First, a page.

If you come over, there’s a decent chance that HGTV will be on. The home-improvement channel is our default TV station. It runs in the background like a radio as we go about our individual work-from-home, teach-from-home and learn-from-home activities.
With HGTV murmuring for hours in the family room, I’ve unintentionally absorbed too much information about flipping houses. Apparently, you can’t flip a house without busting up something, usually a kitchen cabinet, with a sledgehammer before you start fixing things. Why everyone hates their kitchen cabinets, I don’t know.
You can’t flip a house without discovering some unforeseen structural problem. Either the foundation is crumbling or a support beam is rotting from a leaky pipe hidden behind a wall on the first floor.
Most importantly, as much as you improve the house compared with its original condition, it’s all about the money. You want to spend as little as possible to fix it up as much as possible in order to sell it for as much as possible to make as much profit as possible.
I’ve been reading a lot about private-equity investment in healthcare, and it dawned on me that PE firms buying hospitals, medical practices and other provider organizations is exactly like flipping houses.
If a PE firm improves a hospital or medical practice like a house getting an updated bathroom, the new owner can charge more for services just like a flipper can charge more for an improved house. Patients and communities benefit from an improved hospital or medical practice, but that’s a means to an end. It’s not the point of the acquisition or the flip. The point is profit.
Let’s review some recent research to see what it tells us about PE investment in healthcare and whether my analogy with flipping houses holds up.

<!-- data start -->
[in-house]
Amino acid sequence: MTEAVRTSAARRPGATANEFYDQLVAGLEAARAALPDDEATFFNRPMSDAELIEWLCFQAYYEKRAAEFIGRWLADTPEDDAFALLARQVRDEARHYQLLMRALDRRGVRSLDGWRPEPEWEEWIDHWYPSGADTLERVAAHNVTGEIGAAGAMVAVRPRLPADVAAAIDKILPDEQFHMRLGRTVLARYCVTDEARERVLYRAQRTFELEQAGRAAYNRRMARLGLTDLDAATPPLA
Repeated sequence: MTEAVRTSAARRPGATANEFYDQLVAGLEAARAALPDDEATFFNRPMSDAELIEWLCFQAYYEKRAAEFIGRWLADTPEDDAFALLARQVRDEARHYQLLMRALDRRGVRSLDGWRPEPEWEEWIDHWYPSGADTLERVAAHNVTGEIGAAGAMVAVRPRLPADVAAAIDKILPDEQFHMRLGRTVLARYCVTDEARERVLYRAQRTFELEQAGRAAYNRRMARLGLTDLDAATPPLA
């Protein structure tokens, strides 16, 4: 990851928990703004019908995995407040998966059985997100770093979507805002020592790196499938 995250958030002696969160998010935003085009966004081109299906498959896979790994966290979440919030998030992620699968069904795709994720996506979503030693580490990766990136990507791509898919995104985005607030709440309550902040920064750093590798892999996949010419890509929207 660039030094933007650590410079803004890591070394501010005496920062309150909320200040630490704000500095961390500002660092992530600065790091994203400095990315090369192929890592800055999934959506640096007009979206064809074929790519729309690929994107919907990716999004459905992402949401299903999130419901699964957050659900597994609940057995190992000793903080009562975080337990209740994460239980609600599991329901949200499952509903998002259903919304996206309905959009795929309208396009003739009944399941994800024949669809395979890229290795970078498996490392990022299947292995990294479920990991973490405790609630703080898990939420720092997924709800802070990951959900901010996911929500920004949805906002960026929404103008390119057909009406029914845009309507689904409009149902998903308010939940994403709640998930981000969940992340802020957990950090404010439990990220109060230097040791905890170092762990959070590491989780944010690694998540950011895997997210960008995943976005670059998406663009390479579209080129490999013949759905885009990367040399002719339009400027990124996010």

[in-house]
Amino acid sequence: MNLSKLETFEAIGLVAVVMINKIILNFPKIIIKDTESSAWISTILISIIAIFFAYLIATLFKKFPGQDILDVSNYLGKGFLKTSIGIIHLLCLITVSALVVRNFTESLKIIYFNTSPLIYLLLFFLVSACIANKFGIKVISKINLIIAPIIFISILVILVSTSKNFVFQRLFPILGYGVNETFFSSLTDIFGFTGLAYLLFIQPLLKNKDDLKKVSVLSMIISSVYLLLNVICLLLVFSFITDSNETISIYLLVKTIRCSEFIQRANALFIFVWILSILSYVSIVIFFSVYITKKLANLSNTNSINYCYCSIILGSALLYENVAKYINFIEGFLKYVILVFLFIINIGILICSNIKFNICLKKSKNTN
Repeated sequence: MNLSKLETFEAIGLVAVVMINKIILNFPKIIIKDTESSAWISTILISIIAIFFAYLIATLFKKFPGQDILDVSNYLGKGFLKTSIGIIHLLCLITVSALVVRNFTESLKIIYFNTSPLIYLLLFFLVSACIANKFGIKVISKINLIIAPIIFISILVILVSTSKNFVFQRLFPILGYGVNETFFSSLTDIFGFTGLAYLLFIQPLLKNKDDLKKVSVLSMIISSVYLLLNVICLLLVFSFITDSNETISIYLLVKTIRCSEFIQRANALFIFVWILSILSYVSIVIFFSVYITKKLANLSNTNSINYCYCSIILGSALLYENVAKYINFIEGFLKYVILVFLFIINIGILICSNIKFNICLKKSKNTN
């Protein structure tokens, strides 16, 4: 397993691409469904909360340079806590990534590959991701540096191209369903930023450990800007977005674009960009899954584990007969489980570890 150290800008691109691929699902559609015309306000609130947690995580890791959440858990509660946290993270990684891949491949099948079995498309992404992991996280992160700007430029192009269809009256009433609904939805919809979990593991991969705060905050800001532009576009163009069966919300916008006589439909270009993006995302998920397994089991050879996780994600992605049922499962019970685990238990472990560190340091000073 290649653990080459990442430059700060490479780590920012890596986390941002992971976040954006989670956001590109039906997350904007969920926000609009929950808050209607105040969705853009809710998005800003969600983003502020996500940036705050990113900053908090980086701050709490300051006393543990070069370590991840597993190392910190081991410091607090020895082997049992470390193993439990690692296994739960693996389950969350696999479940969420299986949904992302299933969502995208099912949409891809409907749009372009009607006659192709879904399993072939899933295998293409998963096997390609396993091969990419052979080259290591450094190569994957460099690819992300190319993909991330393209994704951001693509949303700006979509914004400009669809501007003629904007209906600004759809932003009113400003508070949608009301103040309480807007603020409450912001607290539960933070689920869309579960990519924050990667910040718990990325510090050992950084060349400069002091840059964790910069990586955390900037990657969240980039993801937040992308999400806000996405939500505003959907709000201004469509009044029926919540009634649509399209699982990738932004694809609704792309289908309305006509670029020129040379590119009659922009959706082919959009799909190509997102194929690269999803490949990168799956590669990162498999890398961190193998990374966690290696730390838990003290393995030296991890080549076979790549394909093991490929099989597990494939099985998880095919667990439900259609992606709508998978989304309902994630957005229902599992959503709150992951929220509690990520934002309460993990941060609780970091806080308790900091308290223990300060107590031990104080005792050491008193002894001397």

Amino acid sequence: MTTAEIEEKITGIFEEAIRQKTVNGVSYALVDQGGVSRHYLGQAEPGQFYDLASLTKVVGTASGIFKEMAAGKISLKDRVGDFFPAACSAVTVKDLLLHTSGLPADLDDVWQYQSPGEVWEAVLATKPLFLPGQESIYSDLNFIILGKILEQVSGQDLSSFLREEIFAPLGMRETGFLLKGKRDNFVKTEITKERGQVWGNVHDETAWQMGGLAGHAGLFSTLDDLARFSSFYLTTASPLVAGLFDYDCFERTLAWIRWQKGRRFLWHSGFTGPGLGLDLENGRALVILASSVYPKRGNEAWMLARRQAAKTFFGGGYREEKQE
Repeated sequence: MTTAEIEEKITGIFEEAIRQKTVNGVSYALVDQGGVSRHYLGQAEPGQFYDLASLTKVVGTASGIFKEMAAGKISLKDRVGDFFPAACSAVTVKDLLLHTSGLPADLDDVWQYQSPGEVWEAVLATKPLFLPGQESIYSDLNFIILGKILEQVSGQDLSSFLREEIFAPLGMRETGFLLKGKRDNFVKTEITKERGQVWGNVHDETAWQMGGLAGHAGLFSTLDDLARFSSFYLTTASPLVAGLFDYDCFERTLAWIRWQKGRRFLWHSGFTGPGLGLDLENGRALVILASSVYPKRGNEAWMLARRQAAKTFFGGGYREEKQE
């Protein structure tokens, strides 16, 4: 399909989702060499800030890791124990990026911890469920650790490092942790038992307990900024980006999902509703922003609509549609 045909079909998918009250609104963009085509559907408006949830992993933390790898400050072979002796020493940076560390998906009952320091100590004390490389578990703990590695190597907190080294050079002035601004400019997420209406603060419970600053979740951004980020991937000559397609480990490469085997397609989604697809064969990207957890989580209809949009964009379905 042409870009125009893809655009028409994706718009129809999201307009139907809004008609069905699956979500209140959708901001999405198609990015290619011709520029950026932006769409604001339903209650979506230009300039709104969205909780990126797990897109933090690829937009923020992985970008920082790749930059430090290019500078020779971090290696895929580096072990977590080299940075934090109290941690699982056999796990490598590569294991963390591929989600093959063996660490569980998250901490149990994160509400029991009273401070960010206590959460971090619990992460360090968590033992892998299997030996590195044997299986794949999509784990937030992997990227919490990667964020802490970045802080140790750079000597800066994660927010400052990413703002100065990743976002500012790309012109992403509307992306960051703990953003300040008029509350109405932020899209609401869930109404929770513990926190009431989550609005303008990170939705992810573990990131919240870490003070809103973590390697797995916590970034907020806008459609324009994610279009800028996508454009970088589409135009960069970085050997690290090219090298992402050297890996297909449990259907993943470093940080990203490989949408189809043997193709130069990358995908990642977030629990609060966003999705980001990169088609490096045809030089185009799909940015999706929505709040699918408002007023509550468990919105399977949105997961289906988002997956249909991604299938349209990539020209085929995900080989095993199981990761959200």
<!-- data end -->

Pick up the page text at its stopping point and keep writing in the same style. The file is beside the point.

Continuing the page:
Hospital Prices and Profits
Researchers from Harvard compared financial and clinical outcomes of 204 hospitals bought by PE firms from 2005 to 2017 with outcomes of 532 peer hospitals not bought by PE firms during that time frame. The PE-owned hospitals three years after their sale raised their prices more and generated more profits than did their non-PE owned peers. The PE-acquired hospitals also got better on their quality scores for treating patients with heart attacks and pneumonia than their peers, although they both did about the same on their scores for treating patients with heart failure.
“We observed greater improvements in process quality measures among private equity–acquired hospitals relative to controls, which may reflect better care for patients,” the researchers said. “However, it could also be consistent with better adherence to compliance standards or efforts to maximize opportunities for quality bonuses under pay-for-performance contracts.”
In-other-words, the PE-acquired hospitals got better or looked better, charged more for services and earned more profits for their new owners. You can read the study, which appeared in JAMA Internal Medicine, here.
Practices That Attract PE Attention
What about medical practices?
Researchers from Oregon, Pennsylvania and Johns Hopkins universities looked at the types of practices coveted by PE firms. According to the researchers, PE firms purchased 355 medical practices over a four-year period from 2013 through 2016. The five most frequently purchased practices were: anesthesiology (69); multispecialty (68); emergency medicine (43); family practice (39); and dermatology (35).
But, the researchers noted that PE firms’ tastes are changing with cardiology, OB/GYN, ophthalmology and radiology practice acquisitions jumping in numbers in the last year of the study period.
“These data showing acquired practices to have several sites and many physicians match private equity firms’ typical investment strategy of acquiring ‘platform’ practices with large community footprints and then growing value by recruiting additional physicians, acquiring smaller groups, and expanding market reach,” the researchers said.
In other words, if you add more, you can charge more. You can read the study, which appeared in JAMA, here.
Appealing to Women
Another study, this one by researchers from Harvard and Columbia University, confirmed that PE firms are targeting OB/GYN practices as the previous study predicted. This study found that PE firms bought 24 OB/GYN or fertility practices from 2010 through 2019 with 17 of those happening after 2016.
“How the incentives of private equity firms interact with the clinical mission of women’s health is a critical area of inquiry,” the researchers said. “Future debate about private equity in women’s health will likely be shaped by the associations between economic incentives and quality of care, elective or cosmetic procedures, and access to reproductive health services, especially among low-income, LGBTQIA, and other disadvantaged populations.”